Go to a ski swap and pick up a non-race stock GS ski for your high speed carving and re-intro to gates.  Then look for some ski with a waist of 85-95 for off piste and crud (Head monster 88?).  There will be some available from people convinced they need something fatter.

For real kicks, pick up a pair of 165 slalom skis.....what a rollercoaster ride!  I got my first sl skis well used for about $135 with bindings and they were a gas, and were instrumental in learning how to take advantage of the new skis.
 

I second this advice.  It is pretty likely that your opinion on ski shape will go through a couple of stages.  I know mine did.
When / if you get to the point that you want to demo current gear, using an on-mountain shop with a swap-out option is a good idea,  It cost a little more than one choice from an off-mountain shop, but less than demoing several different days.  Then I would suggest sampling across the spectrum rather than fine tuning choices.Sking them in close succession will help you sort out what you like, too.  (For example, I did Xplorers, Hellcats, and Katanas one day last year,)
post #19 of 24
Thread Starter 
 what about Dynastar contact 4x4's in a 184 length?

sani
post #20 of 24
Thread Starter 
 
post #21 of 24
Quote:
Originally Posted by sanigene View Post

 what about Dynastar contact 4x4's in a 184 length?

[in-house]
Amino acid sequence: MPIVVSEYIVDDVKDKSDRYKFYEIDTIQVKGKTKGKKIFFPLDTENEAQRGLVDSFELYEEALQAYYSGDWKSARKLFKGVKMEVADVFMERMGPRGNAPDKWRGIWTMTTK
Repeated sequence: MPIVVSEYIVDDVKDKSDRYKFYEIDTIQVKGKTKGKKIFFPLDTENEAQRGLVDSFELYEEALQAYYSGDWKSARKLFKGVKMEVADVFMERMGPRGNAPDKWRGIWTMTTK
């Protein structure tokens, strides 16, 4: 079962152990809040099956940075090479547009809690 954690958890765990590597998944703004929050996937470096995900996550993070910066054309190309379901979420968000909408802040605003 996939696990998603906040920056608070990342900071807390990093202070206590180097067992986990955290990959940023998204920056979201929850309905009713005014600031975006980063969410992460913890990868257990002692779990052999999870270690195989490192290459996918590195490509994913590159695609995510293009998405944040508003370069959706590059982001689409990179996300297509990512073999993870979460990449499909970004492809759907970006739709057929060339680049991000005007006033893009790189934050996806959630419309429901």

sani
 

Great ski, but 184 is way too big for a 140 lb skier, no matter how hard you push it.  Wildcat is a big strong ex-racer and he uses a 172.

http://www.epicski.com/forum/thread/66258/2009-dynastar-contact-4x4

People will tell you 172, but you might like a 178.

You won't find those cheap.  Before you spend that kind of money, be sure to demo.  You could get a quiver of very nice skis at a swap for the price of a pair of those.
post #22 of 24
Before you go to the ski swap, drop twenty bucks on a  Real Skiers member review subscription.
Narrow the search down to 10 or 20 skis on the basis of being able to handle your demands (ie. black skier icon for "expert" performance, speed range includes race, carving = 5 points, etc.).  Then buy the best deal at the swap that meets your needs.  You may end up with a quiver, 13-m ski for learning turns, longer radius for cruising, and pair of SGs for, well,  you know
   
post #23 of 24
If you aren't doing mach+ these days don't be afraid of at least trying mid-160s with an open mind for a carving ski...plenty of ski...

$.01
post #24 of 24
Modern top-shelf skis have a very stable feel.  The trouble is that you will be going mach+ on your 165 cm 13-m skis, and that's not healthy.